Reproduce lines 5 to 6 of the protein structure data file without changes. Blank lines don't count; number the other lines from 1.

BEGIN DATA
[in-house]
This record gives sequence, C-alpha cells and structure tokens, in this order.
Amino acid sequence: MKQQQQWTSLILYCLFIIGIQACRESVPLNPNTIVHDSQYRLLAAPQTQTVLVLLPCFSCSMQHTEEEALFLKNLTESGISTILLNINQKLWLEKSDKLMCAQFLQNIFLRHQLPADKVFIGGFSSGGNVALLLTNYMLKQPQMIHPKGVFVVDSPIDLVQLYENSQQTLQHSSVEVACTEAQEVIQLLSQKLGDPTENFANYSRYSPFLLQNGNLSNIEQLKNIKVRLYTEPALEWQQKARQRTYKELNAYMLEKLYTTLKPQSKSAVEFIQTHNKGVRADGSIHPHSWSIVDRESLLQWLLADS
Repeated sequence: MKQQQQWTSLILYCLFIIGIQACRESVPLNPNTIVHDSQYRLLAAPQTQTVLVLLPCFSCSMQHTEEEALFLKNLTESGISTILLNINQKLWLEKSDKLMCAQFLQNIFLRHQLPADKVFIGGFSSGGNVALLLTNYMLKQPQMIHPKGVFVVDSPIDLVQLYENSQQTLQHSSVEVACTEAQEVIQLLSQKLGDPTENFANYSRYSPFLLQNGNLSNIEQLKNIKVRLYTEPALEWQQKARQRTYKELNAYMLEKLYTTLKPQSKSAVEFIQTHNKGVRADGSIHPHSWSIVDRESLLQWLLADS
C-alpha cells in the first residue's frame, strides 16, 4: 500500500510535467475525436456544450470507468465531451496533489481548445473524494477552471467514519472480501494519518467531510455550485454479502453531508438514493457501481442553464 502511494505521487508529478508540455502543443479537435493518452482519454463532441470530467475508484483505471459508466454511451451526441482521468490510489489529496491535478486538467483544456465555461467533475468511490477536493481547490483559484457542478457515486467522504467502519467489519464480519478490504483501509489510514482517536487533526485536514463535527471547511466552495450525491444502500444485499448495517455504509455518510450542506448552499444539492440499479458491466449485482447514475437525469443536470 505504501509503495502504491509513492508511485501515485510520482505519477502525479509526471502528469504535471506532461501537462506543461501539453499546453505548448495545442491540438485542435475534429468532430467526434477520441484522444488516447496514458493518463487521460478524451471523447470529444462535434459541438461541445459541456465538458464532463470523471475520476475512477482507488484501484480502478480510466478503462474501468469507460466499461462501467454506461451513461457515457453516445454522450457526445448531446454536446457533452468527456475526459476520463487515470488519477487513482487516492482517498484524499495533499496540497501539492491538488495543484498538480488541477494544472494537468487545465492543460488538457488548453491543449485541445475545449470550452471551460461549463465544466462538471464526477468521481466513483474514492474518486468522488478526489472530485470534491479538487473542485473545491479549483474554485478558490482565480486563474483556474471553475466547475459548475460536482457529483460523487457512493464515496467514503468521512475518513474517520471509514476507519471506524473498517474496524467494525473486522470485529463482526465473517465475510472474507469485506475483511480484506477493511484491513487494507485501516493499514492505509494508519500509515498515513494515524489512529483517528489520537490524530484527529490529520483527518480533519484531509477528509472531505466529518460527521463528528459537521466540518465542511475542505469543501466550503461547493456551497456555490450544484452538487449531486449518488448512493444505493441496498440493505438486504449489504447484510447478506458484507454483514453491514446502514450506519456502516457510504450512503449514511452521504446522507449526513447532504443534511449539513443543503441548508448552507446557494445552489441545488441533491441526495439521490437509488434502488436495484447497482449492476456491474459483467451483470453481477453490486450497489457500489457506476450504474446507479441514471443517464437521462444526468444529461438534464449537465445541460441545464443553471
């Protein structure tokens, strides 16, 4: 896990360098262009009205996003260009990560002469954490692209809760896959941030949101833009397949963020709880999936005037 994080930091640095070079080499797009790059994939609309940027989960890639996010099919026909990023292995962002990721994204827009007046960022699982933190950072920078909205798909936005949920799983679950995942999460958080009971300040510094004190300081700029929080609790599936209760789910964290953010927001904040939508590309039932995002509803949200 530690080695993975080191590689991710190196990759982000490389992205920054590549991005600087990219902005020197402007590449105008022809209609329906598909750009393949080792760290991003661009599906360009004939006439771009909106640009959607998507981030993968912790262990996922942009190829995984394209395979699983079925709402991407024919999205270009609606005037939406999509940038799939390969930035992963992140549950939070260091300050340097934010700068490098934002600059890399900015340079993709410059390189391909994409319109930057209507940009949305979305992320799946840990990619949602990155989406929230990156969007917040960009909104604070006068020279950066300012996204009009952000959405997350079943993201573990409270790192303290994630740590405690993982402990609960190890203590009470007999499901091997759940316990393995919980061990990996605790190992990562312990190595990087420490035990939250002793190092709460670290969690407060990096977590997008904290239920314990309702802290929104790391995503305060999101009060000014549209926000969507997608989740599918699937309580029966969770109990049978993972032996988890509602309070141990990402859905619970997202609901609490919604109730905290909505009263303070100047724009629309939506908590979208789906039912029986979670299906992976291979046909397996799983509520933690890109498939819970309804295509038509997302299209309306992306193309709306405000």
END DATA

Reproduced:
C-alpha cells in the first residue's frame, strides 16, 4: 500500500510535467475525436456544450470507468465531451496533489481548445473524494477552471467514519472480501494519518467531510455550485454479502453531508438514493457501481442553464 502511494505521487508529478508540455502543443479537435493518452482519454463532441470530467475508484483505471459508466454511451451526441482521468490510489489529496491535478486538467483544456465555461467533475468511490477536493481547490483559484457542478457515486467522504467502519467489519464480519478490504483501509489510514482517536487533526485536514463535527471547511466552495450525491444502500444485499448495517455504509455518510450542506448552499444539492440499479458491466449485482447514475437525469443536470 505504501509503495502504491509513492508511485501515485510520482505519477502525479509526471502528469504535471506532461501537462506543461501539453499546453505548448495545442491540438485542435475534429468532430467526434477520441484522444488516447496514458493518463487521460478524451471523447470529444462535434459541438461541445459541456465538458464532463470523471475520476475512477482507488484501484480502478480510466478503462474501468469507460466499461462501467454506461451513461457515457453516445454522450457526445448531446454536446457533452468527456475526459476520463487515470488519477487513482487516492482517498484524499495533499496540497501539492491538488495543484498538480488541477494544472494537468487545465492543460488538457488548453491543449485541445475545449470550452471551460461549463465544466462538471464526477468521481466513483474514492474518486468522488478526489472530485470534491479538487473542485473545491479549483474554485478558490482565480486563474483556474471553475466547475459548475460536482457529483460523487457512493464515496467514503468521512475518513474517520471509514476507519471506524473498517474496524467494525473486522470485529463482526465473517465475510472474507469485506475483511480484506477493511484491513487494507485501516493499514492505509494508519500509515498515513494515524489512529483517528489520537490524530484527529490529520483527518480533519484531509477528509472531505466529518460527521463528528459537521466540518465542511475542505469543501466550503461547493456551497456555490450544484452538487449531486449518488448512493444505493441496498440493505438486504449489504447484510447478506458484507454483514453491514446502514450506519456502516457510504450512503449514511452521504446522507449526513447532504443534511449539513443543503441548508448552507446557494445552489441545488441533491441526495439521490437509488434502488436495484447497482449492476456491474459483467451483470453481477453490486450497489457500489457506476450504474446507479441514471443517464437521462444526468444529461438534464449537465445541460441545464443553471
């Protein structure tokens, strides 16, 4: 896990360098262009009205996003260009990560002469954490692209809760896959941030949101833009397949963020709880999936005037 994080930091640095070079080499797009790059994939609309940027989960890639996010099919026909990023292995962002990721994204827009007046960022699982933190950072920078909205798909936005949920799983679950995942999460958080009971300040510094004190300081700029929080609790599936209760789910964290953010927001904040939508590309039932995002509803949200 530690080695993975080191590689991710190196990759982000490389992205920054590549991005600087990219902005020197402007590449105008022809209609329906598909750009393949080792760290991003661009599906360009004939006439771009909106640009959607998507981030993968912790262990996922942009190829995984394209395979699983079925709402991407024919999205270009609606005037939406999509940038799939390969930035992963992140549950939070260091300050340097934010700068490098934002600059890399900015340079993709410059390189391909994409319109930057209507940009949305979305992320799946840990990619949602990155989406929230990156969007917040960009909104604070006068020279950066300012996204009009952000959405997350079943993201573990409270790192303290994630740590405690993982402990609960190890203590009470007999499901091997759940316990393995919980061990990996605790190992990562312990190595990087420490035990939250002793190092709460670290969690407060990096977590997008904290239920314990309702802290929104790391995503305060999101009060000014549209926000969507997608989740599918699937309580029966969770109990049978993972032996988890509602309070141990990402859905619970997202609901609490919604109730905290909505009263303070100047724009629309939506908590979208789906039912029986979670299906992976291979046909397996799983509520933690890109498939819970309804295509038509997302299209309306992306193309709306405000």